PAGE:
Students and teachers at the Holy Family Convent School at Badiadka in Kerala's Kasaragod district were in for a surprise on Tuesday when Gagan Ram, a Class 8 student, turned up with an Electronic Voting Machine (EVM).
It was the election day at the school, where students would vote to pick their three representatives – students' leader, sports captain and arts club secretary.
Nine candidates were in the fray. Gagan's machine, which looked like a replica of the EVMs used in elections in India, had a button towards each name. Each vote would be displayed on a laptop screen attached to it.
As the election progressed, the number of votes against each candidate kept changing on the screen. The EVM functioned smoothly and no one raised any complaints. The counting was over in a matter of few minutes. Students greeted the winners – Class 10 student Sneha who was elected the students' leader, her batch-mate Minas who became the sports captain and Class 8 student Hima Fathima who won maximum votes to become the arts club secretary. But Gagan, the EVM developer, won the biggest accolades.
It was a dream come true for Gagan. "I developed the machine in just five days. I used Arduino microcontroller, which I had purchased from an online shopping site," Gagan told Onmanorama on Friday. "I also used my old laptop and some hardboard," he said.
The trigger for the project, according to Gagan, was chapter on democracy in his civics textbook. "My teacher Suhasini, during one of her classes, told us that EVMs reduce paper usage and save nature. I started researching on EVMs after that," he said.
A few days before the school election, Gagan told Suhasini about his invention. She in turn informed it to school principal Sister Savidha. Though not convinced fully, the principal asked him to bring the device next day.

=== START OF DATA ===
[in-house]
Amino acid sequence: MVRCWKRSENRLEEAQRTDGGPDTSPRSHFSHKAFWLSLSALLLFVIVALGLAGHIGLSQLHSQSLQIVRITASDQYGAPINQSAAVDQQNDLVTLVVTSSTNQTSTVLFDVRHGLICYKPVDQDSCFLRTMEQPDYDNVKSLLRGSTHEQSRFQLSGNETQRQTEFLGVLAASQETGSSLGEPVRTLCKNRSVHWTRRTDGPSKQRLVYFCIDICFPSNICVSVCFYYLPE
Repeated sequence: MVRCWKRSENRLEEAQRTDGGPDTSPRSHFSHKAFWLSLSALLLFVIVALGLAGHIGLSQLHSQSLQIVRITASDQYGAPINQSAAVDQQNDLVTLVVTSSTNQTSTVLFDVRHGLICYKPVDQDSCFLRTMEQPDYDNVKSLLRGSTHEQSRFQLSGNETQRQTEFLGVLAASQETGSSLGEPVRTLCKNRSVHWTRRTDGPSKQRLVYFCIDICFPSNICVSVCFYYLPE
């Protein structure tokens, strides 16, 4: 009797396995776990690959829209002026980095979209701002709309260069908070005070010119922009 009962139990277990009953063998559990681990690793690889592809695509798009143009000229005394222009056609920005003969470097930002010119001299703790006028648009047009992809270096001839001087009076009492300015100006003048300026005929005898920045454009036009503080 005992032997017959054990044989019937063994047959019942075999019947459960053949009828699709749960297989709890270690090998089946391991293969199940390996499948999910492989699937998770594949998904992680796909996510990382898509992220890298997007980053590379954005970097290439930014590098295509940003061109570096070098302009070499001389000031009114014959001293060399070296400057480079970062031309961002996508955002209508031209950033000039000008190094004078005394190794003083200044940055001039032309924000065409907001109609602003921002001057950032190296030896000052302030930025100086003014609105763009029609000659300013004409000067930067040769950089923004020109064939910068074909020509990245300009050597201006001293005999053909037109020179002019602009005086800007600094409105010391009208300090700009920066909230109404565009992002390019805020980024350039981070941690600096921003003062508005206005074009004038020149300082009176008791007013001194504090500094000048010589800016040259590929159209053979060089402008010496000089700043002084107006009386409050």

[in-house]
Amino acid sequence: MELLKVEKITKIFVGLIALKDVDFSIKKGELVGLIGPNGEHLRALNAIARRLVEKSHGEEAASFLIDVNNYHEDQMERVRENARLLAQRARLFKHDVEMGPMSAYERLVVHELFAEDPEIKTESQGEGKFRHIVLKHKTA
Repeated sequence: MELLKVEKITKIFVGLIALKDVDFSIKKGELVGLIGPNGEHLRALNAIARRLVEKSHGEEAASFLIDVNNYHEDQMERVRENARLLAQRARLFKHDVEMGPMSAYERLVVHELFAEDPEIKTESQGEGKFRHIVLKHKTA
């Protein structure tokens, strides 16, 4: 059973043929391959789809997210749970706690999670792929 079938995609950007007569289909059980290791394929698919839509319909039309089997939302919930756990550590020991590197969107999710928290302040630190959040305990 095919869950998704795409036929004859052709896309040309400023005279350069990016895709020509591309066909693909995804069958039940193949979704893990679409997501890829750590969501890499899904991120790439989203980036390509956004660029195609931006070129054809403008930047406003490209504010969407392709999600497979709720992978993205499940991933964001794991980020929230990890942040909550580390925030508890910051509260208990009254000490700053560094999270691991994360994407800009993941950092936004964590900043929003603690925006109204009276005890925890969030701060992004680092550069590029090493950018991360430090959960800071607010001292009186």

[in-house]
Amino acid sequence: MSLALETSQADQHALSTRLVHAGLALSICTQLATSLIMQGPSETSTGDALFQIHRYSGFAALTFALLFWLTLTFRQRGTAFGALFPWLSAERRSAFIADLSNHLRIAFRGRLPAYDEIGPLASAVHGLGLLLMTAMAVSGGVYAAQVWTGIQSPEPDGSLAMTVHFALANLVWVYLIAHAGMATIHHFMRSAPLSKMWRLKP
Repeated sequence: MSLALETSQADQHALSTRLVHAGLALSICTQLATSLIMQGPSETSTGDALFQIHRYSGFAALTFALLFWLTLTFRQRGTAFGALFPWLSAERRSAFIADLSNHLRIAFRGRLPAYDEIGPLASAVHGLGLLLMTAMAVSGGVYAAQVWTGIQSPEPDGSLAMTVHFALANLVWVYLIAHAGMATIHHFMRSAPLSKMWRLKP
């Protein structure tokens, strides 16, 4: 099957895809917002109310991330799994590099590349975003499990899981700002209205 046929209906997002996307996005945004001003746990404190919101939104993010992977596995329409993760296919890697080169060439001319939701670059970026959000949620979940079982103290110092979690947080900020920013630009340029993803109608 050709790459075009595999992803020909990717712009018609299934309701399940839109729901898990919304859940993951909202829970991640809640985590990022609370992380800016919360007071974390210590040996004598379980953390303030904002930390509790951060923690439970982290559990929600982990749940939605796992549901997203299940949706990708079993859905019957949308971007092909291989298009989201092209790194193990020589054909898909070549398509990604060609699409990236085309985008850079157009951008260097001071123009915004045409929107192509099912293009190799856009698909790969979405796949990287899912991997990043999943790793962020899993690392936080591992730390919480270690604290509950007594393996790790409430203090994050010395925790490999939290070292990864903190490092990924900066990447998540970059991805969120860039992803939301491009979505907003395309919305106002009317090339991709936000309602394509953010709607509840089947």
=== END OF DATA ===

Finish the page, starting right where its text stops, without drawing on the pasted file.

"Gagan demonstrated the functioning of the machine to us and we were convinced. The polls went smoothly and the results were available instantly," Sr Savidha told Onmanorama over phone.
Sr Savidha said Gagan had explained each step of making the machine and the logic behind it. "Inventions are not new to him. Since Class 6, he used to come up with scientific inventions for the annual science competitions," she said. "We will use the EVM in the election in the coming years too," she said.
Gagan's passion for technology runs deep in his blood. His father M Purandara is a faculty of electrical engineering at Government Polytechnic in Periya in Kasaragod. His mother Purnima is a Sanskrit teacher at Government High School, Perdala, also in Kasaragod district.
Purandara said Gagan has been exploring the possibilities of using the microcontroller for the past one year. "He learns most of the stuff on his own, mainly using internet. I never hesitate to buy him whatever components he wants," Purandara said.
Gagan has learned programming languages, such as C++, html and QuickBasic. Now, he is learning Python.
Gagan has already developed a moisture sensor irrigation and it is being used to irrigate pepper plants on his house premises. "My next project is to build a Bluetooth home automation system which helps one control electrical appliances in a home using a mobile phone," said Gagan, whose wish is to become a scientist of repute.